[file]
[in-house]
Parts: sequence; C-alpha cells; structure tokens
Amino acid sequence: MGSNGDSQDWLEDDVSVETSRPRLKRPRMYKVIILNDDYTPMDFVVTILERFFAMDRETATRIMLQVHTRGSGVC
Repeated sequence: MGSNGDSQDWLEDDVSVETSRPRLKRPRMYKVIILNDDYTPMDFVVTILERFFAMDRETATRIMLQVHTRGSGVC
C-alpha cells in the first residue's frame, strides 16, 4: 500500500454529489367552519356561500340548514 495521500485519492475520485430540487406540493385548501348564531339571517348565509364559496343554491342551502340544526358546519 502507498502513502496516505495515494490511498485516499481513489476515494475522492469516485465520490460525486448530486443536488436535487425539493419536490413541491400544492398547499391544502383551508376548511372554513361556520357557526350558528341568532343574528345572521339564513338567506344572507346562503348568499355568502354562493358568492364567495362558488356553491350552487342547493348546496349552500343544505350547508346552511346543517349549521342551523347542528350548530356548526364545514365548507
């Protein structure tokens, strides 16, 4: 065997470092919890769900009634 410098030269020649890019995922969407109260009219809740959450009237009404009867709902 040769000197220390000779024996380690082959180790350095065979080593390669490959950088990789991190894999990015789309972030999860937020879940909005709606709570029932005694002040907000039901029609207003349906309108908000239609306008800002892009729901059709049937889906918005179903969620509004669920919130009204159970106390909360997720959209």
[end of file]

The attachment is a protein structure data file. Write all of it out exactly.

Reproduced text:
[in-house]
Parts: sequence; C-alpha cells; structure tokens
Amino acid sequence: MGSNGDSQDWLEDDVSVETSRPRLKRPRMYKVIILNDDYTPMDFVVTILERFFAMDRETATRIMLQVHTRGSGVC
Repeated sequence: MGSNGDSQDWLEDDVSVETSRPRLKRPRMYKVIILNDDYTPMDFVVTILERFFAMDRETATRIMLQVHTRGSGVC
C-alpha cells in the first residue's frame, strides 16, 4: 500500500454529489367552519356561500340548514 495521500485519492475520485430540487406540493385548501348564531339571517348565509364559496343554491342551502340544526358546519 502507498502513502496516505495515494490511498485516499481513489476515494475522492469516485465520490460525486448530486443536488436535487425539493419536490413541491400544492398547499391544502383551508376548511372554513361556520357557526350558528341568532343574528345572521339564513338567506344572507346562503348568499355568502354562493358568492364567495362558488356553491350552487342547493348546496349552500343544505350547508346552511346543517349549521342551523347542528350548530356548526364545514365548507
């Protein structure tokens, strides 16, 4: 065997470092919890769900009634 410098030269020649890019995922969407109260009219809740959450009237009404009867709902 040769000197220390000779024996380690082959180790350095065979080593390669490959950088990789991190894999990015789309972030999860937020879940909005709606709570029932005694002040907000039901029609207003349906309108908000239609306008800002892009729901059709049937889906918005179903969620509004669920919130009204159970106390909360997720959209």